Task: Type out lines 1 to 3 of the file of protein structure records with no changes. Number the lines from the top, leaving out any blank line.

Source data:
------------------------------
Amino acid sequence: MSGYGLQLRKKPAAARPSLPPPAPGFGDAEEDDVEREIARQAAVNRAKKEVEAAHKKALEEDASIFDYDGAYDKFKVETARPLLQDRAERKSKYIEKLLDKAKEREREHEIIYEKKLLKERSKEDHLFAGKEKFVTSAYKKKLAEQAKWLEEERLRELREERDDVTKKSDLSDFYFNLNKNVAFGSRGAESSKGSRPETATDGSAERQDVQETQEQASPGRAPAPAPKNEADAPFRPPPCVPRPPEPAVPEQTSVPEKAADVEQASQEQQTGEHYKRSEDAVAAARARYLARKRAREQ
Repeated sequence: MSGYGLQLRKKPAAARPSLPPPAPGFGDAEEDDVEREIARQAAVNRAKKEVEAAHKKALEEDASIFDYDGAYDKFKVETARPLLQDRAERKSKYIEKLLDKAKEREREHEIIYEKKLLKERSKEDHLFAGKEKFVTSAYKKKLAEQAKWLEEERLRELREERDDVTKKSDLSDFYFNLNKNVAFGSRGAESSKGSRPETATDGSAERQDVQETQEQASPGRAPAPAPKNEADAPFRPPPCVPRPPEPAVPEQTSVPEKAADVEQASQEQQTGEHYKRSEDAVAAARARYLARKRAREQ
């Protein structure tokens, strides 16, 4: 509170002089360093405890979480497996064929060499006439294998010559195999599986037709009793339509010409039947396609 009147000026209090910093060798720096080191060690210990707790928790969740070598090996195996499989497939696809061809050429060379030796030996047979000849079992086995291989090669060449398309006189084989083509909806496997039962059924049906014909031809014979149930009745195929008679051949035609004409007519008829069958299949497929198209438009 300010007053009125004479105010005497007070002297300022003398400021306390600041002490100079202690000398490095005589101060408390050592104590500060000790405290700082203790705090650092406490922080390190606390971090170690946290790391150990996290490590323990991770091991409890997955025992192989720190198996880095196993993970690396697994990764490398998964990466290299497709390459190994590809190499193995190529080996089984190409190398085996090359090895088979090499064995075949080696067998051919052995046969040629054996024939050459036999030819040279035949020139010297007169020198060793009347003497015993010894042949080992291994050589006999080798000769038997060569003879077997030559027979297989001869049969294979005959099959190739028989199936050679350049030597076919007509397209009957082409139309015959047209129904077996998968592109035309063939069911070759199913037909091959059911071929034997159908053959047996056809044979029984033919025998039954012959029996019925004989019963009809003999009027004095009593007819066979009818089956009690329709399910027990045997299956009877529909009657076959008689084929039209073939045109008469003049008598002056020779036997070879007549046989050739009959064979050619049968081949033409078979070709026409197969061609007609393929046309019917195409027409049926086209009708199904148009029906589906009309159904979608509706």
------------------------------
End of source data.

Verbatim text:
Amino acid sequence: MSGYGLQLRKKPAAARPSLPPPAPGFGDAEEDDVEREIARQAAVNRAKKEVEAAHKKALEEDASIFDYDGAYDKFKVETARPLLQDRAERKSKYIEKLLDKAKEREREHEIIYEKKLLKERSKEDHLFAGKEKFVTSAYKKKLAEQAKWLEEERLRELREERDDVTKKSDLSDFYFNLNKNVAFGSRGAESSKGSRPETATDGSAERQDVQETQEQASPGRAPAPAPKNEADAPFRPPPCVPRPPEPAVPEQTSVPEKAADVEQASQEQQTGEHYKRSEDAVAAARARYLARKRAREQ
Repeated sequence: MSGYGLQLRKKPAAARPSLPPPAPGFGDAEEDDVEREIARQAAVNRAKKEVEAAHKKALEEDASIFDYDGAYDKFKVETARPLLQDRAERKSKYIEKLLDKAKEREREHEIIYEKKLLKERSKEDHLFAGKEKFVTSAYKKKLAEQAKWLEEERLRELREERDDVTKKSDLSDFYFNLNKNVAFGSRGAESSKGSRPETATDGSAERQDVQETQEQASPGRAPAPAPKNEADAPFRPPPCVPRPPEPAVPEQTSVPEKAADVEQASQEQQTGEHYKRSEDAVAAARARYLARKRAREQ
């Protein structure tokens, strides 16, 4: 509170002089360093405890979480497996064929060499006439294998010559195999599986037709009793339509010409039947396609 009147000026209090910093060798720096080191060690210990707790928790969740070598090996195996499989497939696809061809050429060379030796030996047979000849079992086995291989090669060449398309006189084989083509909806496997039962059924049906014909031809014979149930009745195929008679051949035609004409007519008829069958299949497929198209438009 300010007053009125004479105010005497007070002297300022003398400021306390600041002490100079202690000398490095005589101060408390050592104590500060000790405290700082203790705090650092406490922080390190606390971090170690946290790391150990996290490590323990991770091991409890997955025992192989720190198996880095196993993970690396697994990764490398998964990466290299497709390459190994590809190499193995190529080996089984190409190398085996090359090895088979090499064995075949080696067998051919052995046969040629054996024939050459036999030819040279035949020139010297007169020198060793009347003497015993010894042949080992291994050589006999080798000769038997060569003879077997030559027979297989001869049969294979005959099959190739028989199936050679350049030597076919007509397209009957082409139309015959047209129904077996998968592109035309063939069911070759199913037909091959059911071929034997159908053959047996056809044979029984033919025998039954012959029996019925004989019963009809003999009027004095009593007819066979009818089956009690329709399910027990045997299956009877529909009657076959008689084929039209073939045109008469003049008598002056020779036997070879007549046989050739009959064979050619049968081949033409078979070709026409197969061609007609393929046309019917195409027409049926086209009708199904148009029906589906009309159904979608509706």